Plot twists can be both the most marvelous and mysterious elements of a story. As readers, sudden reveals urge us to turn the page. As writers, we scratch our heads, unsure how to artfully conceal information to expose later. We foresee a thousand ways the plot twist might fail. What if readers are more confused than surprised?
As I stared at the blank page beneath the title of this article, my mind revisited all the stories that have given me a transformative experience. I love when my heart skips a beat and I pause to process the exhilarating symphony that the words are orchestrating in my imagination. Or when I come to an ending so satisfying that I’m amazed.
A blank page unleashes an infinite amount of plots, scenes, and characters that beg us to outline their existence in ink. But, if we can’t channel our influx of ideas, the excitement of starting a new project will quickly dissipate. Instead, we’ll be overwhelmed and unable to tell any story at all. A surplus of inspiration can cripple a writer’s sanity as much as a shortage.
One of the biggest challenges with writing speculative fiction is clarifying how your story’s magic and/or technology works. Once you’ve accomplished the monumental task of developing those systems, how do you educate readers without making them yawn? They don’t want you to pause the story to give a lesson on all the phenomena, yet they don’t like being confused (and prone to disbelief) either. (Aren’t readers exasperating?)
Last August, a young man in my church killed himself. He came from a large family, and our community loved him. I decided to chronicle the impact of his death, because a Christian suicide is a troubling situation. If the gospel is a message of hope in the midst of ultimate suffering, what happens when a Christian commits the ultimate hopeless act?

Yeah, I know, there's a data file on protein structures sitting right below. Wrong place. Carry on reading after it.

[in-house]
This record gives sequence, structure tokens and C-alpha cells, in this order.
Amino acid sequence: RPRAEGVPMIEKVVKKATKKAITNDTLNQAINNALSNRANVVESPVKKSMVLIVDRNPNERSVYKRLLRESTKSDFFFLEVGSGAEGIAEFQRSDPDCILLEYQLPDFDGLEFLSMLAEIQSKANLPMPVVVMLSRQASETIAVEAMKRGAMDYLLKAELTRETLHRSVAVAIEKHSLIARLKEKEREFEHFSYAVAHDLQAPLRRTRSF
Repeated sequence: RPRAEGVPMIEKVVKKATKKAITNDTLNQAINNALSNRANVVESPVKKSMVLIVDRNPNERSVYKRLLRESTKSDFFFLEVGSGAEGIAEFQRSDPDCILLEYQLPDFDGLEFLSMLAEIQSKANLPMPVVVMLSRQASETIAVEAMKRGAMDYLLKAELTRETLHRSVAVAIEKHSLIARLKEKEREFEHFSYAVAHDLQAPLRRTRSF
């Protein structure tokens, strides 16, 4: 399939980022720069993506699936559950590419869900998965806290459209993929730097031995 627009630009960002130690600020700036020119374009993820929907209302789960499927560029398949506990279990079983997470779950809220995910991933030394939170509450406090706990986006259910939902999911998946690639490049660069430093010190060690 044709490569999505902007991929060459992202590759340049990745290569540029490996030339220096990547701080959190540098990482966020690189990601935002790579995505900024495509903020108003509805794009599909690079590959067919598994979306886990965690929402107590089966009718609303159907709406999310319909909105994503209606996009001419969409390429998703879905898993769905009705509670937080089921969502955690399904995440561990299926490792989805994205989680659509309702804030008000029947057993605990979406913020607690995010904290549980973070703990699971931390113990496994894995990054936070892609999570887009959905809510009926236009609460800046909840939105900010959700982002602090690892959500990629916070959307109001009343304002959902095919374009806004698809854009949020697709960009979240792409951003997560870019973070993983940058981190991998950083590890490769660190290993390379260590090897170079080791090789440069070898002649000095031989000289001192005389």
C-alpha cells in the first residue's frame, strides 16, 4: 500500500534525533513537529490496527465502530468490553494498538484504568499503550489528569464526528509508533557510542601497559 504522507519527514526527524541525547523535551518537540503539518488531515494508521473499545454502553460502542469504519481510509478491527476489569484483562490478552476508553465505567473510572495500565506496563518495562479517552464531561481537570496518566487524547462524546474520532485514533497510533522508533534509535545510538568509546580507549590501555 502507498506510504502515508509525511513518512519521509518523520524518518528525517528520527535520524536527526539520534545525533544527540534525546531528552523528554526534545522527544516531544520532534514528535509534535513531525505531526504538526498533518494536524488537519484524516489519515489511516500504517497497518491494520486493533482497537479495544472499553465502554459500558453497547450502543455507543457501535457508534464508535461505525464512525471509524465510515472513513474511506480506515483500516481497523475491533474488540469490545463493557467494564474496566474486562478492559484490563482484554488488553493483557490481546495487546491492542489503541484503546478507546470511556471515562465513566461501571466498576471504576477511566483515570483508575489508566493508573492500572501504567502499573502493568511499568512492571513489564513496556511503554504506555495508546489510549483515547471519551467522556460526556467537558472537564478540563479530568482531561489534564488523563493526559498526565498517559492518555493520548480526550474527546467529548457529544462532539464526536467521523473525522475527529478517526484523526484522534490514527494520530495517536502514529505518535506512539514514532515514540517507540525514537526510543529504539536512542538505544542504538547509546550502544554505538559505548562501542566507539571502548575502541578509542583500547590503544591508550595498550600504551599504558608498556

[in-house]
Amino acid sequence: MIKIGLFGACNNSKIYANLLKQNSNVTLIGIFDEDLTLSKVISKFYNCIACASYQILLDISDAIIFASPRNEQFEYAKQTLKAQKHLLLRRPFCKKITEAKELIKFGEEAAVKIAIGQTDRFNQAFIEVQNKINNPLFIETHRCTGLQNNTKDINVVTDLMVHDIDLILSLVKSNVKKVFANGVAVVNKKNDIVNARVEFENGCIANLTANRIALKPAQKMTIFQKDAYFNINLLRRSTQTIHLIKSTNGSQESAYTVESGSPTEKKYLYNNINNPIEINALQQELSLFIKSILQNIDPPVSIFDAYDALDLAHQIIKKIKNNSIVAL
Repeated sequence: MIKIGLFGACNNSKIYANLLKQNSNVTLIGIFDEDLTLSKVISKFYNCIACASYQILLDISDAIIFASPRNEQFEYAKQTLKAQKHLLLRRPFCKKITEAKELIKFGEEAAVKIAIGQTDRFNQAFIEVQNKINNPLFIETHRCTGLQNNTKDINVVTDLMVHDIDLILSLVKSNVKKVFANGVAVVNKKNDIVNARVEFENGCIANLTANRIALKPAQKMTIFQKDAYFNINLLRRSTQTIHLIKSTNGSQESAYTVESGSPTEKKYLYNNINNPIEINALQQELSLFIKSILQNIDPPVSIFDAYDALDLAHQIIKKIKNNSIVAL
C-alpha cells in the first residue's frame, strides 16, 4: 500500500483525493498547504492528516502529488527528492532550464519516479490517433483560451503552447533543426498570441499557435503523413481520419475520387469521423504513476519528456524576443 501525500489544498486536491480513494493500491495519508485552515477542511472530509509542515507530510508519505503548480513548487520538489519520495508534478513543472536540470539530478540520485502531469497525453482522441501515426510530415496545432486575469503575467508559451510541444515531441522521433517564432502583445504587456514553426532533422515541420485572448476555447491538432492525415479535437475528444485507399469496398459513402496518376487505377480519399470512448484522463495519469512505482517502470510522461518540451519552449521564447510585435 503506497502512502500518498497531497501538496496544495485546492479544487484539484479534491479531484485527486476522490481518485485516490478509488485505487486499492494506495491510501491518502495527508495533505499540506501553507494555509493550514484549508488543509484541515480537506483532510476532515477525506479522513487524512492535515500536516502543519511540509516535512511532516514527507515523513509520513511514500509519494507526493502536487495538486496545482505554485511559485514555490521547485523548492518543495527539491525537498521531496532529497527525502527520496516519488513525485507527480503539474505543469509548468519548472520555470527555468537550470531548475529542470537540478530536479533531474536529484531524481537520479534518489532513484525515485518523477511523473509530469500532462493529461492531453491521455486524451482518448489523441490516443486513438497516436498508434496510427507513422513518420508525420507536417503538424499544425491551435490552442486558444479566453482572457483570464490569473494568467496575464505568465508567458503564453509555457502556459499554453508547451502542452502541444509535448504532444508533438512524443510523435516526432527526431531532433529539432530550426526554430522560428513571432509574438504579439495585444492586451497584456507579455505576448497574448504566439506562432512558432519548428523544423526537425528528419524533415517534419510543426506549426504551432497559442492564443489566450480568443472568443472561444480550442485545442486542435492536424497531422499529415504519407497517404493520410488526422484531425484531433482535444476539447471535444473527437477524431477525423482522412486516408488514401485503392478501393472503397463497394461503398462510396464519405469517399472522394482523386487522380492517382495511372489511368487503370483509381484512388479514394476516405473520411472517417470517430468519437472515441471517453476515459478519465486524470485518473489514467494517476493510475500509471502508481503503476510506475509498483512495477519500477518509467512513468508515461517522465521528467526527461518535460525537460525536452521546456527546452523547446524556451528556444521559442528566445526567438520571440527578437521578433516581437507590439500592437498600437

Abortion. Homosexuality. Feminism. Race/border politics (because those have gotten conflated). These topics dominate the news, and fiction needs to accurately portray our world, but how do we write with caution and avoid inflaming or alienating readers?
Sometimes a book’s theme is straightforward. Eustace is sucked into a painting and learns humility. Henry York crawls through a cupboard and learns bravery. Parvin Blackwater crosses the wall and learns to trust God. But the path to transformation isn’t always that simple. Characters may need to wander through labyrinths of tyranny, persecution, murder, neglect, and revenge.
Authors are notorious for inflicting pain upon their characters. In our defense, how else would we propel the plot if our characters didn’t brave the gauntlet?
Books are meant to be read, but boring, skippable scenes defy this purpose. If readers are skimming pages like the advertisement section of a newspaper, the story isn’t fulfilling its design.
Esther is one of the most beautiful books of all time, teaching us more lessons than a college class. It’s the Mona Lisa of literature. Yet, surprisingly, God’s name is absent from the 167 verses, which has caused some people to doubt Esther’s authenticity in the canon.